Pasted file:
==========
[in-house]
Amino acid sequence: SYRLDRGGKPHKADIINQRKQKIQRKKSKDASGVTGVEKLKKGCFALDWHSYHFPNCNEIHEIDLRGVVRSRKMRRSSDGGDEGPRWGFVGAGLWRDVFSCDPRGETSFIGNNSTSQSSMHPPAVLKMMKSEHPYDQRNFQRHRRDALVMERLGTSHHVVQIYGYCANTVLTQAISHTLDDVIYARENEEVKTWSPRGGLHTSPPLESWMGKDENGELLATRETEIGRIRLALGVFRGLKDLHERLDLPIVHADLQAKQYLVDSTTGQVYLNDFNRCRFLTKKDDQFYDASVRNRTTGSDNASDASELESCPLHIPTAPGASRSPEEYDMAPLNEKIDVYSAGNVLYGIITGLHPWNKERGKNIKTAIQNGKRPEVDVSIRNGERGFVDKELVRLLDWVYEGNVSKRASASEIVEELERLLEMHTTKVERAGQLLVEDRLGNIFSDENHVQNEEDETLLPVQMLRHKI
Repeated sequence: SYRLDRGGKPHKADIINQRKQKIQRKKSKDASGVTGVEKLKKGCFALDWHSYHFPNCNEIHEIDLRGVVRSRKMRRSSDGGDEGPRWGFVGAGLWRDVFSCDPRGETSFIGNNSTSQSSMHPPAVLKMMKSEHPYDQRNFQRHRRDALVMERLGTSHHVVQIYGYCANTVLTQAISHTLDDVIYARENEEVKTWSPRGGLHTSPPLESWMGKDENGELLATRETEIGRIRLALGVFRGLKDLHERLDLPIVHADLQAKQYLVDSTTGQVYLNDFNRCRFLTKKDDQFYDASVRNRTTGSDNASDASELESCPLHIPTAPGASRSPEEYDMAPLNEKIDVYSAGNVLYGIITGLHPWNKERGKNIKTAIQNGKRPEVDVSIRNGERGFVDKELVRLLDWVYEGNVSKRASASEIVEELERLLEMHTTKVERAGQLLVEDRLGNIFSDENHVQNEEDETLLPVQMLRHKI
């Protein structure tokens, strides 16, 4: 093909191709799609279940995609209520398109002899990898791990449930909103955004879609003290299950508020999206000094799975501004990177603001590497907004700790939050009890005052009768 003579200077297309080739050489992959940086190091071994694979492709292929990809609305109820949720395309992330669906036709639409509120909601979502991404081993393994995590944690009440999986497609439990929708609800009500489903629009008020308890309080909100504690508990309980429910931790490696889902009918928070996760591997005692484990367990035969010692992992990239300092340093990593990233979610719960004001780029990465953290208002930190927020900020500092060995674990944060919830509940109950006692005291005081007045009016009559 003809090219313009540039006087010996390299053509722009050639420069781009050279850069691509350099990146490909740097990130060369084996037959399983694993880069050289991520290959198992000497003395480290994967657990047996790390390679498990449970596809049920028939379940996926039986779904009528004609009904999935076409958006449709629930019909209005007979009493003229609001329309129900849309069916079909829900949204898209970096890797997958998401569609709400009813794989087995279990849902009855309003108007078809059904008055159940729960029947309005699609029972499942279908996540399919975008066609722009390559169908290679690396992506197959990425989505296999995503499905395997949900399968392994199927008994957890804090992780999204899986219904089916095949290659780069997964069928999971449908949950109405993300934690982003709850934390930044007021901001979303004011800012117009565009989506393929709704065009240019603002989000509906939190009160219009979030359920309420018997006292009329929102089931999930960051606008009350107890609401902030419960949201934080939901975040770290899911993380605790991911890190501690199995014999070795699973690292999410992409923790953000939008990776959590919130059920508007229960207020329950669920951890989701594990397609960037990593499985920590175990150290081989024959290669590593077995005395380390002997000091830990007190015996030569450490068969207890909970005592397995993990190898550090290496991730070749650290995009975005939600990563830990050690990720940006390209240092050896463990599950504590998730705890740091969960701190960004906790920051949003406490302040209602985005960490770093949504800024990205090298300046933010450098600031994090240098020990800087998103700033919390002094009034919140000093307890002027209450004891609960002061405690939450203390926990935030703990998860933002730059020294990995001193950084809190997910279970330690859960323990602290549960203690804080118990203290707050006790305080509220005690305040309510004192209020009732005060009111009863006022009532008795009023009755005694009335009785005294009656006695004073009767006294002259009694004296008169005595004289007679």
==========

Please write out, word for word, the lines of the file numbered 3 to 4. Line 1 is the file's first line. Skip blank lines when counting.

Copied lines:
Repeated sequence: SYRLDRGGKPHKADIINQRKQKIQRKKSKDASGVTGVEKLKKGCFALDWHSYHFPNCNEIHEIDLRGVVRSRKMRRSSDGGDEGPRWGFVGAGLWRDVFSCDPRGETSFIGNNSTSQSSMHPPAVLKMMKSEHPYDQRNFQRHRRDALVMERLGTSHHVVQIYGYCANTVLTQAISHTLDDVIYARENEEVKTWSPRGGLHTSPPLESWMGKDENGELLATRETEIGRIRLALGVFRGLKDLHERLDLPIVHADLQAKQYLVDSTTGQVYLNDFNRCRFLTKKDDQFYDASVRNRTTGSDNASDASELESCPLHIPTAPGASRSPEEYDMAPLNEKIDVYSAGNVLYGIITGLHPWNKERGKNIKTAIQNGKRPEVDVSIRNGERGFVDKELVRLLDWVYEGNVSKRASASEIVEELERLLEMHTTKVERAGQLLVEDRLGNIFSDENHVQNEEDETLLPVQMLRHKI
């Protein structure tokens, strides 16, 4: 093909191709799609279940995609209520398109002899990898791990449930909103955004879609003290299950508020999206000094799975501004990177603001590497907004700790939050009890005052009768 003579200077297309080739050489992959940086190091071994694979492709292929990809609305109820949720395309992330669906036709639409509120909601979502991404081993393994995590944690009440999986497609439990929708609800009500489903629009008020308890309080909100504690508990309980429910931790490696889902009918928070996760591997005692484990367990035969010692992992990239300092340093990593990233979610719960004001780029990465953290208002930190927020900020500092060995674990944060919830509940109950006692005291005081007045009016009559 003809090219313009540039006087010996390299053509722009050639420069781009050279850069691509350099990146490909740097990130060369084996037959399983694993880069050289991520290959198992000497003395480290994967657990047996790390390679498990449970596809049920028939379940996926039986779904009528004609009904999935076409958006449709629930019909209005007979009493003229609001329309129900849309069916079909829900949204898209970096890797997958998401569609709400009813794989087995279990849902009855309003108007078809059904008055159940729960029947309005699609029972499942279908996540399919975008066609722009390559169908290679690396992506197959990425989505296999995503499905395997949900399968392994199927008994957890804090992780999204899986219904089916095949290659780069997964069928999971449908949950109405993300934690982003709850934390930044007021901001979303004011800012117009565009989506393929709704065009240019603002989000509906939190009160219009979030359920309420018997006292009329929102089931999930960051606008009350107890609401902030419960949201934080939901975040770290899911993380605790991911890190501690199995014999070795699973690292999410992409923790953000939008990776959590919130059920508007229960207020329950669920951890989701594990397609960037990593499985920590175990150290081989024959290669590593077995005395380390002997000091830990007190015996030569450490068969207890909970005592397995993990190898550090290496991730070749650290995009975005939600990563830990050690990720940006390209240092050896463990599950504590998730705890740091969960701190960004906790920051949003406490302040209602985005960490770093949504800024990205090298300046933010450098600031994090240098020990800087998103700033919390002094009034919140000093307890002027209450004891609960002061405690939450203390926990935030703990998860933002730059020294990995001193950084809190997910279970330690859960323990602290549960203690804080118990203290707050006790305080509220005690305040309510004192209020009732005060009111009863006022009532008795009023009755005694009335009785005294009656006695004073009767006294002259009694004296008169005595004289007679």